fishing for words

(and tossing out random thoughts)


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black holes and teenagers

Chuckled at this yesterday on Pete Wilson’s afternoon radio show on KGO in a discussion with Andrew Fraknoi, an astronomy teacher at Foothill College (Los Altos Hills, Calif.):

We have never seen the blackness of the black hole, but we see black holes the way we often see teenagers. We see them because they’re eating, and the mess they make as they eat, it reveals them.”


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a thought, a truth?

I was struck Sunday (inspired by the homily) with the thought that a person following a path of faith — of most religions — often will find that the practice of that faith will be a “one-way street,” as we cannot and should not expect reciprocation for forgiveness, charity, or tolerance.


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moving on up

Checked today, and a search of “Konoske” shows this modest blog in the No. 3 position on Google and ranked No. 8 on Yahoo. Not too shabby for a domain that’s only been around for less than two years.

My blog is just behind the San Diego law firm of Shifflet, Kane & Konoske where Gregory Konoske, a first cousin once removed, practices in the areas of general civil litigation and insurance fraud. The Web site konoske.com (Konoske Photography and No. 1 on Google) is owned by former skateboarder, now automotive photojournalist and my second cousin Brian Konoske.

Then there’s the ZoomInfo summary for Michelle Konoske, who seems to be the CFO at The Towbes Group Inc., but I don’t know if she’s related to me.  Further down the list is my first cousin once removed Jim Konoske (removed from what I do not know) with his Web site for Jim Konoske Consulting; the well-published Paula Konoske, a lecturer in the Department of Psychology at San Diego State University and another first cousin once removed; and, finally, there’s another ZoomInfo summary for another first cousin once removed, Vince Konoske, who apparently has been a teacher in the Ocean View School District (Huntington Beach, Calif.) and a principal in the Poway (Calif.) Unified School District. Also somwhere in the Yahoo list is the bizarre ”Konoske” character listed on the Who’s Who of the CrossGen Universe…whatever the heck that is.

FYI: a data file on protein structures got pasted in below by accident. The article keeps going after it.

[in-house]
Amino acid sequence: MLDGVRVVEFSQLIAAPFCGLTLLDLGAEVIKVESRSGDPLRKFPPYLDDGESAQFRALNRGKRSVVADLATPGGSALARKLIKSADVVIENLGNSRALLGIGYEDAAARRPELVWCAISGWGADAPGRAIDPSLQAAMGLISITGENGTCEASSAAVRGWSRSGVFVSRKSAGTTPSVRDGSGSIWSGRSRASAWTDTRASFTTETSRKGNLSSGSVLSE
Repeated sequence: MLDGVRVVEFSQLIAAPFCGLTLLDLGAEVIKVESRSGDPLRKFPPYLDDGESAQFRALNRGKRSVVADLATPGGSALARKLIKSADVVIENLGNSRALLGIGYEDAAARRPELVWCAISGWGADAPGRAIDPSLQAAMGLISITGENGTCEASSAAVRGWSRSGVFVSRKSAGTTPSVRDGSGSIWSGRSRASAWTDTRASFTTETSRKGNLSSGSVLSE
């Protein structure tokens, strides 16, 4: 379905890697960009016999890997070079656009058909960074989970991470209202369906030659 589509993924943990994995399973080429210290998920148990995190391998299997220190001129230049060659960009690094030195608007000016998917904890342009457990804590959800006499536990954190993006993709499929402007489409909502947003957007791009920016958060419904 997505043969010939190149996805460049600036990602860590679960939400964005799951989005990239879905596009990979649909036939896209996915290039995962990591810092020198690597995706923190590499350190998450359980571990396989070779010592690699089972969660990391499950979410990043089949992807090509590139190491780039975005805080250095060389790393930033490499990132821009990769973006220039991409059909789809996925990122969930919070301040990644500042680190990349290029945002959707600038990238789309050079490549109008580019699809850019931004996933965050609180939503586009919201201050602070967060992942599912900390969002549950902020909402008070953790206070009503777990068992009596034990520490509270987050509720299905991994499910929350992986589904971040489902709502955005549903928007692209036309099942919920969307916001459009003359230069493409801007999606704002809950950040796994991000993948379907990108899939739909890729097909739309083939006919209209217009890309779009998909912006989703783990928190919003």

Now, who do I pay to be ranked No. 1?


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enough already.

I’m a long-time video gamer — maybe even nearly an addict with a modicum of self control — and lately I have come to lament the good ol’ days of simplicity. I blame it on Madden NFL ’07. I picked up a copy of this latest game, looking forward to going head to head with my son, Sean, in online play. On the drive home I imaged blitzing on defense and sacking his QB at least every other play. (That drives Sean nuts!) Got home, had dinner, and slipped the game into the console and pulled out the instruction booklet. No big deal, I thought, the instructions are no longer than years past. Having played this game for the last four or five years on the Playstation 2, XBox and now the XBox 360, I figured I could get a quick grip on it. Then I actually read the instructions and realized that “bloat” has finally hit the video game scene.

A sample of the controls for Madden ’07:
    • Defensive Line Audible: Left Button, Left Analog Stick, Directional Pad…
    • QB Action Mode: Right Trigger and Left Trigger, then shift to directional running controls.

How many fingers am I supposed to be able to use and still hang on to the blasted controller?